Anonymized to Protect
Oleh Klymchuk: If a family shares the DNA data, there is a guarantee that these samples will not get in the wrong hands?
Kathryne Bomberger: That is a requirement under the law. Because there is an FTA card, so first you collect the blood sample or saliva swab, with a barcode. In our case, once it goes into our laboratory, it’s completely anonymized. The laboratory scientists have no idea who it belongs to and it’s completely anonymized, then you obtain a profile from the genetic reference sample provided by a family. Now, if at any point the family wants their data back, the data belongs to them. Now, if a third-party, for example in the case of Ukraine, we have an agreement with the Ministry of Interior already, to collect data from families of the missing residing outside of Ukraine among the refugee populations living in Poland or Germany, etc. In these cases, we have an agreement, whereby we also ask the family, would you be willing to share your data with the Ministry of Interior to augment the process of investigation. So but that is their choice. And in most of these cases, the families so far have said yes. But it’s- what is important in data protection parlance to put it in, you know, simple terms for the families is, the family- the data belongs to them and to no one else. So, if we share that data with anyone we have to go back and get their permission.
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Oleh Klymchuk: Kathryne, you’ve met different people from Ukraine and ministers already, and your workers and volunteers. In your opinion, how would you estimate the general level of efficiency and cooperation of all these organisations dealing with the missing persons issue?
Kathryne Bomberger: It’s very impressive, I have to say, and it’s getting better, to be honest, it’s really getting better. So, I think there’s a very keen understanding of what they’re up against, there’s a very keen desire to do the right thing, to be transparent, to be credible in their work, to meet the challenges that are ahead of them, to also include survivors and families of the missing and Ukrainian civil society, and by the same token, I think Ukrainian civil society including the media as far as I can tell seems to be very active, very strong and when you have those components, if you have a government that has the political will and you have civil society that is strong and active and not marginalised, you know and that’s not the case, because I’ve seen many places where that is not the case. I mean, Syria is a disaster, a hundred and fifty thousand people missing and there’s no political will on the part of the Assad regime to do anything.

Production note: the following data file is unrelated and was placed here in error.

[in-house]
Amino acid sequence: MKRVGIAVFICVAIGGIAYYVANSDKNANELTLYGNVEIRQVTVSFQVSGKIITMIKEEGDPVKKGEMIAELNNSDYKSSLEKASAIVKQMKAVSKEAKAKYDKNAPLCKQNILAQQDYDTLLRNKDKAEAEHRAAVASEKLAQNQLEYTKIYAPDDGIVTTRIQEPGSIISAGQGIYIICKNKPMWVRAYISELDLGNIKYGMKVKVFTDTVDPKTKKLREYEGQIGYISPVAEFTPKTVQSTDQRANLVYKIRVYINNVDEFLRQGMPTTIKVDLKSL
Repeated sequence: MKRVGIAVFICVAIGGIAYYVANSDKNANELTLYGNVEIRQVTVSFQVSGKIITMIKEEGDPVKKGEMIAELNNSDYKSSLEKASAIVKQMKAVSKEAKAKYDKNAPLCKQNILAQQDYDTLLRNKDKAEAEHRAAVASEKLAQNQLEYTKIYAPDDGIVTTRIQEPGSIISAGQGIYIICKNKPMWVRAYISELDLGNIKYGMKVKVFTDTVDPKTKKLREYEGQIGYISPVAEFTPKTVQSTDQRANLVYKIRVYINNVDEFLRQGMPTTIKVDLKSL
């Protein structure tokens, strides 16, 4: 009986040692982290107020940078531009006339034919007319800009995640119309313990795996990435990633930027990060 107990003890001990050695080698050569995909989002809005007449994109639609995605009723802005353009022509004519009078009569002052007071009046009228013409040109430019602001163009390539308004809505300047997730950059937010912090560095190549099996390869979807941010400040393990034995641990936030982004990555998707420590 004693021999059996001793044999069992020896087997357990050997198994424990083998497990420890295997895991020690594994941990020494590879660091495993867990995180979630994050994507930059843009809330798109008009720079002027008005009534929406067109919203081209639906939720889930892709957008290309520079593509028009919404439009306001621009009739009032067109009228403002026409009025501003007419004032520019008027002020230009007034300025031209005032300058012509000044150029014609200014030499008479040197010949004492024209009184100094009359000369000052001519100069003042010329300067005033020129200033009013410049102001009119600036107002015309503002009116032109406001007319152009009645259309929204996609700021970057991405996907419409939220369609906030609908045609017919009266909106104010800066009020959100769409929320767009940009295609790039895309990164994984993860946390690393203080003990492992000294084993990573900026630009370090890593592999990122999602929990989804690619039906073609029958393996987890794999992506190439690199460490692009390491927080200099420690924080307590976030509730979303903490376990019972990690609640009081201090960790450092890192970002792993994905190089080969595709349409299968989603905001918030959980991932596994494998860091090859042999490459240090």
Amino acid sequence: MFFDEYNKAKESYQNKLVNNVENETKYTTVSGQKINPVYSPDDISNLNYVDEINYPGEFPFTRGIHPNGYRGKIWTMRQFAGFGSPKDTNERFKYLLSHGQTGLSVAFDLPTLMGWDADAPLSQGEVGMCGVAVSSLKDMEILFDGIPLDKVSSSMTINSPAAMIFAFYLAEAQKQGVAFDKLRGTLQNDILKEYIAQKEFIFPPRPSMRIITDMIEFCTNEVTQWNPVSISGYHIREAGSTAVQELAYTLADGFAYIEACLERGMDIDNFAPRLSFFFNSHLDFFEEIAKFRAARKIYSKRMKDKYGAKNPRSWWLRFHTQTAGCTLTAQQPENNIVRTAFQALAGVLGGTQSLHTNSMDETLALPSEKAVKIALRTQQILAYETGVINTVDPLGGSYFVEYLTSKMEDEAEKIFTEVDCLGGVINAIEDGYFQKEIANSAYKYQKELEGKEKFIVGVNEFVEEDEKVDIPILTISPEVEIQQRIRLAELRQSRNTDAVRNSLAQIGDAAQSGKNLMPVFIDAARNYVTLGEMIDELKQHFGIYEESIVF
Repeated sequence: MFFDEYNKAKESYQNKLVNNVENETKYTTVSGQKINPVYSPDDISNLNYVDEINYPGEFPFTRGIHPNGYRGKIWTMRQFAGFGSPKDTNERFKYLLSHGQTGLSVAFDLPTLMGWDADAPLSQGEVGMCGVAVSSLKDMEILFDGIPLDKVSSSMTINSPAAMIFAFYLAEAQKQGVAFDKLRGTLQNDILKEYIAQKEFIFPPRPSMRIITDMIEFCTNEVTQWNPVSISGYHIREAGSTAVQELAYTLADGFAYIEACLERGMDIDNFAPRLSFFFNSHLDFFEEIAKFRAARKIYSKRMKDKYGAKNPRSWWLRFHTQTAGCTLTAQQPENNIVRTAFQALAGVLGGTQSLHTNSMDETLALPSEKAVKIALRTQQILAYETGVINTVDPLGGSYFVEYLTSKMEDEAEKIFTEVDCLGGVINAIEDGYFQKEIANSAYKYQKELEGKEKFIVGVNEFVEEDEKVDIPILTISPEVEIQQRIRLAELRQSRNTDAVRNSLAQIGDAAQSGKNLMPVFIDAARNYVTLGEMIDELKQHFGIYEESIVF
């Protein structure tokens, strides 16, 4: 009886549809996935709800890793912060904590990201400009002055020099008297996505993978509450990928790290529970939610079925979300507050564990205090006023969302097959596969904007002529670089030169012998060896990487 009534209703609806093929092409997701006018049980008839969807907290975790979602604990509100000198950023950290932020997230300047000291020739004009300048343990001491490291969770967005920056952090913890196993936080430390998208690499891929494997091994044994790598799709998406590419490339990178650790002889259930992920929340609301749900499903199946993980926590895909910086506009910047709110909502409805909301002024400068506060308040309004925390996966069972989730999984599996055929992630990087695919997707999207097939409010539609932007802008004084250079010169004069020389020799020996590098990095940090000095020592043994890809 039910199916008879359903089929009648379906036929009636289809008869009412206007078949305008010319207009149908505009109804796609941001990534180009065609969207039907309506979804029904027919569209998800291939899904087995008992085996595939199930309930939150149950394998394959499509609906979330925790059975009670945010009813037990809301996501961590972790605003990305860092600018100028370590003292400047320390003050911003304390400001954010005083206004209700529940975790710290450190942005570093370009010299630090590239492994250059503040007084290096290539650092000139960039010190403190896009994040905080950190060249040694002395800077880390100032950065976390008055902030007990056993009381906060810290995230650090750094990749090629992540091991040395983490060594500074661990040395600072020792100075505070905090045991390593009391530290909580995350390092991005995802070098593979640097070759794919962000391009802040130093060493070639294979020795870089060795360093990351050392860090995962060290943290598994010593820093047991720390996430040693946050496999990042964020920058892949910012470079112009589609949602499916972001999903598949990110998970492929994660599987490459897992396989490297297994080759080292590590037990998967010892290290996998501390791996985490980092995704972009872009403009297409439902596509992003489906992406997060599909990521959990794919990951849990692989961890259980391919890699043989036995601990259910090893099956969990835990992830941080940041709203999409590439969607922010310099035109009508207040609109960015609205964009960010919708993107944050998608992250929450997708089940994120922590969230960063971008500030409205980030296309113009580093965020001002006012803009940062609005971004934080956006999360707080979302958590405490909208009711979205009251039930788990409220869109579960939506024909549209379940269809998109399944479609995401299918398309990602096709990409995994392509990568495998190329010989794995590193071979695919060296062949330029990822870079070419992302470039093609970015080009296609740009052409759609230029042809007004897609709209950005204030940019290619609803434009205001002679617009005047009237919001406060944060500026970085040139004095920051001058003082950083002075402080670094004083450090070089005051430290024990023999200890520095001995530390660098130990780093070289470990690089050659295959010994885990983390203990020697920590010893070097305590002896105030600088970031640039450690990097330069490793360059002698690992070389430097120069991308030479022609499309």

So, I think these ingredients and the fact that the international community is very involved I think also, the fact that, you know, the rule of law, hopefully, for a period of time, seems to have raised its lovely head again, that we’re all, you know, back on track here because there was a period of time, as you know, where we were a bit all worried about where the world was going. So I hope these things- this momentum is maintained. You know, one worrying part is the world’s attention is now not here at the moment and that’s worrying, you know, the presidential elections in the United States are worrying, so as I keep telling our Ukrainian counterparts is, «you have to hurry up.» I mean, you never know what’s going to happen next but you’ve got the support now, move. So all of the, you know, collecting ninety thousand reference samples, doing what you can now while the support is here is essential.
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Transcribed by Caitilín O’Hare
Please, listen to the full interview, turning on the audio player at the top of the pag